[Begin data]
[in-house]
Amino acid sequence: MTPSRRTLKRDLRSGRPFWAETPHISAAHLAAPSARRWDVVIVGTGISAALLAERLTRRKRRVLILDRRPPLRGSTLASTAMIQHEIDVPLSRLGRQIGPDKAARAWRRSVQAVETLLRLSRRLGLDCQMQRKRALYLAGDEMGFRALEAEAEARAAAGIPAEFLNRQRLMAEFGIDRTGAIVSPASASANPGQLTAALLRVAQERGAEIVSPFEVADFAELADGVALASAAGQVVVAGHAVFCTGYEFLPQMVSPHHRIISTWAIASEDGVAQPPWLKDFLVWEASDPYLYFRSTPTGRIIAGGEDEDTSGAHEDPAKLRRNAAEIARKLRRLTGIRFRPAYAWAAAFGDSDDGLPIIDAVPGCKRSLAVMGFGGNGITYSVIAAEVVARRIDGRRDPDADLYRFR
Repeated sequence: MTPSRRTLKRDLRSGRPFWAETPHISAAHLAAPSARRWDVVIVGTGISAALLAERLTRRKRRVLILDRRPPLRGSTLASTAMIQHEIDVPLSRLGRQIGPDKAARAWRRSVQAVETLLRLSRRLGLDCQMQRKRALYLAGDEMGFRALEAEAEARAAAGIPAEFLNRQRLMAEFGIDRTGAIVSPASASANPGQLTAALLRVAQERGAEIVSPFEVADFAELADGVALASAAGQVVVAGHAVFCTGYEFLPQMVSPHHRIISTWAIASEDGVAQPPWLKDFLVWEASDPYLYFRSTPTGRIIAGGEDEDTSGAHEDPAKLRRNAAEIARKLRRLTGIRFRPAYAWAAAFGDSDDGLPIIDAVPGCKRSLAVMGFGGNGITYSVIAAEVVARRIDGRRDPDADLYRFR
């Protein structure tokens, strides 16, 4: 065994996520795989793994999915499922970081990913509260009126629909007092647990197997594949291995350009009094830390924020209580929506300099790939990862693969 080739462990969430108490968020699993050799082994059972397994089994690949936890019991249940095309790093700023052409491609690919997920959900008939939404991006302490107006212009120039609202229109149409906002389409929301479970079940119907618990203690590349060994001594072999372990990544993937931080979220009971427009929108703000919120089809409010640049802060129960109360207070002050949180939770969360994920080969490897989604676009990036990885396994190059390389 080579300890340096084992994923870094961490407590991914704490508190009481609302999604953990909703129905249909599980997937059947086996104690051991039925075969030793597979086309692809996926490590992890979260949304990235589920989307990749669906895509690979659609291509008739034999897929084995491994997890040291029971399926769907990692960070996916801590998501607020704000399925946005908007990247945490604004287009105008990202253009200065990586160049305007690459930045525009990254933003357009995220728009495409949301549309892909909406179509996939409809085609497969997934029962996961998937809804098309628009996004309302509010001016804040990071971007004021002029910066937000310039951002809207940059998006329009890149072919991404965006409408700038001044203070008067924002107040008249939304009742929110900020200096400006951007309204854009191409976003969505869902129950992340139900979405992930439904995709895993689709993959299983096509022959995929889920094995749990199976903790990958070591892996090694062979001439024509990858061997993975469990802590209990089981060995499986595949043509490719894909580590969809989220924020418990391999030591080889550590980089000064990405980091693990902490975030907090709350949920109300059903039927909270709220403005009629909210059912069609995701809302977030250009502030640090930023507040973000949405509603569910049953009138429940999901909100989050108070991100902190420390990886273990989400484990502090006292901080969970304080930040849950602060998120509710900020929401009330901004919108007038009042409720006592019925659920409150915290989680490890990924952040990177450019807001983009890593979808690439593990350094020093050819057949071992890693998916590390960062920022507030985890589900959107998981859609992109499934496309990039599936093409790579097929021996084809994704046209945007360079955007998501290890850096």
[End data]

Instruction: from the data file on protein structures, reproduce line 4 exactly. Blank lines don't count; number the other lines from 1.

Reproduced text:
């Protein structure tokens, strides 16, 4: 065994996520795989793994999915499922970081990913509260009126629909007092647990197997594949291995350009009094830390924020209580929506300099790939990862693969 080739462990969430108490968020699993050799082994059972397994089994690949936890019991249940095309790093700023052409491609690919997920959900008939939404991006302490107006212009120039609202229109149409906002389409929301479970079940119907618990203690590349060994001594072999372990990544993937931080979220009971427009929108703000919120089809409010640049802060129960109360207070002050949180939770969360994920080969490897989604676009990036990885396994190059390389 080579300890340096084992994923870094961490407590991914704490508190009481609302999604953990909703129905249909599980997937059947086996104690051991039925075969030793597979086309692809996926490590992890979260949304990235589920989307990749669906895509690979659609291509008739034999897929084995491994997890040291029971399926769907990692960070996916801590998501607020704000399925946005908007990247945490604004287009105008990202253009200065990586160049305007690459930045525009990254933003357009995220728009495409949301549309892909909406179509996939409809085609497969997934029962996961998937809804098309628009996004309302509010001016804040990071971007004021002029910066937000310039951002809207940059998006329009890149072919991404965006409408700038001044203070008067924002107040008249939304009742929110900020200096400006951007309204854009191409976003969505869902129950992340139900979405992930439904995709895993689709993959299983096509022959995929889920094995749990199976903790990958070591892996090694062979001439024509990858061997993975469990802590209990089981060995499986595949043509490719894909580590969809989220924020418990391999030591080889550590980089000064990405980091693990902490975030907090709350949920109300059903039927909270709220403005009629909210059912069609995701809302977030250009502030640090930023507040973000949405509603569910049953009138429940999901909100989050108070991100902190420390990886273990989400484990502090006292901080969970304080930040849950602060998120509710900020929401009330901004919108007038009042409720006592019925659920409150915290989680490890990924952040990177450019807001983009890593979808690439593990350094020093050819057949071992890693998916590390960062920022507030985890589900959107998981859609992109499934496309990039599936093409790579097929021996084809994704046209945007360079955007998501290890850096």